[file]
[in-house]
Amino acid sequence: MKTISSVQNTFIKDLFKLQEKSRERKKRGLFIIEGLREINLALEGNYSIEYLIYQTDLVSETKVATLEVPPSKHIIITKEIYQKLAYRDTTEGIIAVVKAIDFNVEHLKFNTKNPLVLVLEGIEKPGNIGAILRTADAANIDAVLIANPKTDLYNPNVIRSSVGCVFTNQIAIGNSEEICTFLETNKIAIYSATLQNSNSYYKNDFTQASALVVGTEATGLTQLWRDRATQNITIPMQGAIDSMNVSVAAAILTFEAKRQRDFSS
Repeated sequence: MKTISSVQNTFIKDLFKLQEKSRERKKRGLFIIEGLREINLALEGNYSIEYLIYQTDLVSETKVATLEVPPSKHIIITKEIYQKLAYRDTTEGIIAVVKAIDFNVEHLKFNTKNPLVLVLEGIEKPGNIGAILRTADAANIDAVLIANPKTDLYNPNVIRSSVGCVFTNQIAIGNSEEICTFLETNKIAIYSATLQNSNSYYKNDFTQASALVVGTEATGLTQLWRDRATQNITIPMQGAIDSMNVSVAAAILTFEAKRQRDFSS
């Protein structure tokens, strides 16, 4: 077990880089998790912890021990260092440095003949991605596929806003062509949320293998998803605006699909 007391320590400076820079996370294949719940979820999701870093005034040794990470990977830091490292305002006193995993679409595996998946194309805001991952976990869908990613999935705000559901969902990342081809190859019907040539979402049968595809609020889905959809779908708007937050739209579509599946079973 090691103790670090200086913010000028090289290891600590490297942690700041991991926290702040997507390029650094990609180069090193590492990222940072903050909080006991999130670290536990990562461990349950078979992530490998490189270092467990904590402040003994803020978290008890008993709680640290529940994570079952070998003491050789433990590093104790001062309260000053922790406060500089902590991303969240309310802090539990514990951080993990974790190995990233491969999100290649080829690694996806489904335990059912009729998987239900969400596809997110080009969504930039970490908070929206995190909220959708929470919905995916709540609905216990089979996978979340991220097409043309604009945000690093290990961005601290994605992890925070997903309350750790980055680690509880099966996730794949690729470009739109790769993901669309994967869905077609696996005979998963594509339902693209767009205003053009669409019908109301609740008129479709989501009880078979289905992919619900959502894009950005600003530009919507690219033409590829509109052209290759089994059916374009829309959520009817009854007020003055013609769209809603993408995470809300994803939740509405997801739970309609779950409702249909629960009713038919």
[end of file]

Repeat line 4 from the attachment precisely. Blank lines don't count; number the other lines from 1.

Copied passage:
């Protein structure tokens, strides 16, 4: 077990880089998790912890021990260092440095003949991605596929806003062509949320293998998803605006699909 007391320590400076820079996370294949719940979820999701870093005034040794990470990977830091490292305002006193995993679409595996998946194309805001991952976990869908990613999935705000559901969902990342081809190859019907040539979402049968595809609020889905959809779908708007937050739209579509599946079973 090691103790670090200086913010000028090289290891600590490297942690700041991991926290702040997507390029650094990609180069090193590492990222940072903050909080006991999130670290536990990562461990349950078979992530490998490189270092467990904590402040003994803020978290008890008993709680640290529940994570079952070998003491050789433990590093104790001062309260000053922790406060500089902590991303969240309310802090539990514990951080993990974790190995990233491969999100290649080829690694996806489904335990059912009729998987239900969400596809997110080009969504930039970490908070929206995190909220959708929470919905995916709540609905216990089979996978979340991220097409043309604009945000690093290990961005601290994605992890925070997903309350750790980055680690509880099966996730794949690729470009739109790769993901669309994967869905077609696996005979998963594509339902693209767009205003053009669409019908109301609740008129479709989501009880078979289905992919619900959502894009950005600003530009919507690219033409590829509109052209290759089994059916374009829309959520009817009854007020003055013609769209809603993408995470809300994803939740509405997801739970309609779950409702249909629960009713038919």